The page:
Documentation the way it ought to be.
DVD TOPIC INDEXES?
If you are looking for a topic index for a particular DVD, click on the DVD Guides link, find the specific DVD, and there will be a link for the topic index at the end of the description of the DVD.
Finally! The FAA has published its Notice of Proposed Rule Making (NPRM) for small Unmanned Airborne Systems. But when you read the NPRM in detail, you realized that rather than "better late than never" it's more a case of "better never than late." To be fair, there are some good parts, but there are some pretty bad parts too -- and some parts that make experienced sUAS pilots wince. How could the FAA be that ignorant? Well, it take some effort...
The FAA continues to issue Section 333 Exemption grants to petitioners to fly their unmanned aircraft over closed movie sets, but there are several themes: the pilots in command need pilot's licenses, class III medicals, and be current in the aircraft for the which they were granted the pilot's license. And there are petits problèmes with the Exemption grants. They contain impossible restrictions, internal contradictions, really impractical requirements, and other things that go bump in the night.
"Rather Good" is an underused example of British Understatement. It really means "jolly good." And that is what these guides, be they DVDs or written materials, are all about. The idea behind them was to document one or two specific subjects really well, without making assumptions about what you, the reader or the viewer, might know.
Rather Good Guides were born out of frustration with existing documentation that was "distinctly suboptimal." And that is another example of British Understatement. It means "not provided," "inaccurate," with a tinge of "total crap."
The goal is for you to watch or read a Rather Good Guide®, and, when you reach the end, for you to turn to a friend or significant other (total strangers can also serve) and spontaneously exclaim, "Wow! That really was a rather good guide..." Of course, if you are not British, said friends, SO's and TS' will give you grief because now you sound like you are putting on airs and graces and trying jolly hard to sound like you are British (or at least related to someone who is). Them's the breaks.
You may stem the flood of accusatorial language by drawing yourself up to your full height and uttering, "I say! I do think that is rather uncalled for. I think I shall have a cup of tea to steady the nerves, what?"
In the event this does not work, start humming the tune for O Canada. Nobody gets upset with Canadians.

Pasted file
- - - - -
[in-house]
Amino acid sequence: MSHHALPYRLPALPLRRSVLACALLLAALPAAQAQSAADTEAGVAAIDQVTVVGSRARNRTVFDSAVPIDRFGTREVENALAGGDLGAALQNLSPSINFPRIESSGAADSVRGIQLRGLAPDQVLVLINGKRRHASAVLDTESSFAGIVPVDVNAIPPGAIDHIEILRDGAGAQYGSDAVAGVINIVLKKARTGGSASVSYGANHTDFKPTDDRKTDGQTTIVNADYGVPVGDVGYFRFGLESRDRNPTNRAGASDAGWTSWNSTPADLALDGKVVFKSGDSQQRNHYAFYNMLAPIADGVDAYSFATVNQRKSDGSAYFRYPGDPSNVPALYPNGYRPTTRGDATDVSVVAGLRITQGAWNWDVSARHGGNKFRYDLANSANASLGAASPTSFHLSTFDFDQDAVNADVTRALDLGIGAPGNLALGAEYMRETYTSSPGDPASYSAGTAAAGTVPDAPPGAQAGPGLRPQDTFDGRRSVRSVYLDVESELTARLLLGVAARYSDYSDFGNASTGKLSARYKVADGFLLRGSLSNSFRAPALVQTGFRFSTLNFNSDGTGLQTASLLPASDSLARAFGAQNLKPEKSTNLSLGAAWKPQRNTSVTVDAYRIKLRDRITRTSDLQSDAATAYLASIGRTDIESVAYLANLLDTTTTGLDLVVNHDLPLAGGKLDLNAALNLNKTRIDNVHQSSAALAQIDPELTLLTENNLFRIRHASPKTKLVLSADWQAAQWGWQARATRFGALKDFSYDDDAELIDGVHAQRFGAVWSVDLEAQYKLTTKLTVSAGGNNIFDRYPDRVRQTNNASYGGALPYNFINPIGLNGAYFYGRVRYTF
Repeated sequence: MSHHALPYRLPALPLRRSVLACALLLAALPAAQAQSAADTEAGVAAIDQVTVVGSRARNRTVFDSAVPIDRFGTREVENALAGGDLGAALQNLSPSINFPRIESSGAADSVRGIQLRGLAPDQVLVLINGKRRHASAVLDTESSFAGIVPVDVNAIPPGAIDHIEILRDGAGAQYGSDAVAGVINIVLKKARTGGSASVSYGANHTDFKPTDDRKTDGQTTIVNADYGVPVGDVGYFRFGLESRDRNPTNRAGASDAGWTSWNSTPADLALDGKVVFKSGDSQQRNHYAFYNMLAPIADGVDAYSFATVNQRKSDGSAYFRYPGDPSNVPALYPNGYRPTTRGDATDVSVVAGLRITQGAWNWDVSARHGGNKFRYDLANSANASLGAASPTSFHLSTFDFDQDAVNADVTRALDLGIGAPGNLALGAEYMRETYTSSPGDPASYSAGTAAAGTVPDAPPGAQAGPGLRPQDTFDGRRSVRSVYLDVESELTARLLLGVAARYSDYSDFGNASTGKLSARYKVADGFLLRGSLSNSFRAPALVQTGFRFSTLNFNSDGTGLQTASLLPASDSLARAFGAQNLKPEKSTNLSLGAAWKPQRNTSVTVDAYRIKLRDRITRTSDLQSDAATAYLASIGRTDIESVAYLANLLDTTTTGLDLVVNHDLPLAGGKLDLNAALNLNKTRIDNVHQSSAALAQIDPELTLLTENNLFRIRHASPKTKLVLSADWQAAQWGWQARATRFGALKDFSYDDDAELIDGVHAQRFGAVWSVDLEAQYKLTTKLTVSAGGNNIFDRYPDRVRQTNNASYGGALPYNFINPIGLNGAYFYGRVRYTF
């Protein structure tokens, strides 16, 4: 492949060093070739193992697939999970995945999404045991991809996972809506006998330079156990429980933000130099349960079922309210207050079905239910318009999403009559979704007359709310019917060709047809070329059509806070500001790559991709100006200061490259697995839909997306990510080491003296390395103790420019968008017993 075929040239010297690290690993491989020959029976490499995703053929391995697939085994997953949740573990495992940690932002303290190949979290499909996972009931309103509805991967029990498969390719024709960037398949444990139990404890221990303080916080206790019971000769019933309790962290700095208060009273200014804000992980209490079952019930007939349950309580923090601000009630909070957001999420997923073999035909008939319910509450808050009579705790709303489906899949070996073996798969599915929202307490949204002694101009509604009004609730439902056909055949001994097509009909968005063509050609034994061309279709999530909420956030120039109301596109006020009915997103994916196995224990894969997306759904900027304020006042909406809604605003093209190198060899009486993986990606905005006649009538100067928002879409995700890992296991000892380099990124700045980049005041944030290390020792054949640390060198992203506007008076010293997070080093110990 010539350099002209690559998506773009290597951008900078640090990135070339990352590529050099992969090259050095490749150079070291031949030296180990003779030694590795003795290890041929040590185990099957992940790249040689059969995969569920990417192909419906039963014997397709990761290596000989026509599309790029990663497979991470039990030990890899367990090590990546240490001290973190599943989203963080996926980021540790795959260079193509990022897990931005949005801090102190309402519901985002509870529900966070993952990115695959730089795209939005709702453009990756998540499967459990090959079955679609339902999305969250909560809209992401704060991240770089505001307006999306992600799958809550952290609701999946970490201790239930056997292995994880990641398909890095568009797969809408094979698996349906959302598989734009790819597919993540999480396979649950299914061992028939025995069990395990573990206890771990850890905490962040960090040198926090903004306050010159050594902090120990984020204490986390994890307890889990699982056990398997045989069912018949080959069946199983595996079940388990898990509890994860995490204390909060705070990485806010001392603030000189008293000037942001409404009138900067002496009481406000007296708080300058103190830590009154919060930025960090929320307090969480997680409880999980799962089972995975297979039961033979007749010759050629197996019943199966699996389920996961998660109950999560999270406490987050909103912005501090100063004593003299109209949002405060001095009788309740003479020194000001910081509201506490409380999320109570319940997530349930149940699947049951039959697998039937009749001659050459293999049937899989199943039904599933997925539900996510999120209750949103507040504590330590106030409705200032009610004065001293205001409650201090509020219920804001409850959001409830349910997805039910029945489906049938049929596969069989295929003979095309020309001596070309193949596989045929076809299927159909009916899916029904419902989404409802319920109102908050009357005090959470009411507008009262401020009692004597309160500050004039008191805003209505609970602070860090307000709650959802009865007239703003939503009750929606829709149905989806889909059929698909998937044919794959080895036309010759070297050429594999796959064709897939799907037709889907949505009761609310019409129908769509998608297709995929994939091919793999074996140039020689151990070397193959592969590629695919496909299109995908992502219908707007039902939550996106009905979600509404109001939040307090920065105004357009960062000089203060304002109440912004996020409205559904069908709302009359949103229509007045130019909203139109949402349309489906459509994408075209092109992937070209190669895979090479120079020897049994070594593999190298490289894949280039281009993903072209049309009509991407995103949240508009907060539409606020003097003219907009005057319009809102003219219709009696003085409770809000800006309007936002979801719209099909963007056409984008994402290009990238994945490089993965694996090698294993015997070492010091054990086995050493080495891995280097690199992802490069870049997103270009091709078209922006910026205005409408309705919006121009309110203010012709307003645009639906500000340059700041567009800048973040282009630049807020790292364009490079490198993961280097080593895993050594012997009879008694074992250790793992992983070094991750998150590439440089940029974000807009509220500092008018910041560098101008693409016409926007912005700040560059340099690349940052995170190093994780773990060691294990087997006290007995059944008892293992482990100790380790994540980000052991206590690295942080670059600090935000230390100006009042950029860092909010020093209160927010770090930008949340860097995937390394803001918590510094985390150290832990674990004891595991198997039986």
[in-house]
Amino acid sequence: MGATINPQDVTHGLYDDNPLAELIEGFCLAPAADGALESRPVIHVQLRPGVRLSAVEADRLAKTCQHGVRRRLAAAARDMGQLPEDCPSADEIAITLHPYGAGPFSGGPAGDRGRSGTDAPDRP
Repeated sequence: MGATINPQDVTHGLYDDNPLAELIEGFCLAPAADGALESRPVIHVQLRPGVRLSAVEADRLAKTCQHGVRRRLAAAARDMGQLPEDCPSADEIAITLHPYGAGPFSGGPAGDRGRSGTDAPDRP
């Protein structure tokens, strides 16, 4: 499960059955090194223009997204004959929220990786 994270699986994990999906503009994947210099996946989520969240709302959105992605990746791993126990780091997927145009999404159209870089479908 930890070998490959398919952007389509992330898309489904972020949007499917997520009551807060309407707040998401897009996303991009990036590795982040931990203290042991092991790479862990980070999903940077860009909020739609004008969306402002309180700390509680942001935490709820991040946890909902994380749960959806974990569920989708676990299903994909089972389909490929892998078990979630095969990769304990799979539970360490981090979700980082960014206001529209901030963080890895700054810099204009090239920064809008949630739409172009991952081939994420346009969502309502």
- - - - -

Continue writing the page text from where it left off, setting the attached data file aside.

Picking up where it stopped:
But seriously, this web site is devoted to providing one quiet corner on the cacophonous, bizarre bazaar called the Internet, where, if you find a document or a video on the topic you're looking for, then it will, we hope, be a rather good guide.
Have you noticed just how bad user manuals for high technology products really are?
Usually what documentation might have been created (sometimes it feels like by accident), just walks you through the various menus of a product, or tells you the basic features of the product, and pretty much leaves you to spend hours -- frustrating hours -- trying to figure out what such phrases as "the fundamental concepts of the IPSI mode" really mean (if anything).
This kind of documentation drives us nuts, bonkers, around the twist, and off our rockers. As a result, computers, potted plants, and passers-by were getting shouted at, and perfectly innocent things in our office were getting smashed. It was getting ugly.
And then one beautiful crisp morning, the sun was out, and the birds were tweeting happily in the trees. This was very odd because this was deepest winter and all the birds had buggered off South for the winter. But, no matter, it became clear that it was time to strike back. And strike back we did.
The idea for Rather Good Guides® was born. Why not show the world that it was actually possible to write good documentation the way it ought to be? Documentation that didn't make you want to put obscenities in the margins of the manuals or put your fist through your computer screen. No longer would your significant other have to cower when you said, "I have been reading the manual, dear... ." No longer would you, the end user, have to be the end loser.
So welcome. We did this for you. Well, our bank manager will one day appreciate you too.
Copyright © 2015 Johnson-Laird Inc.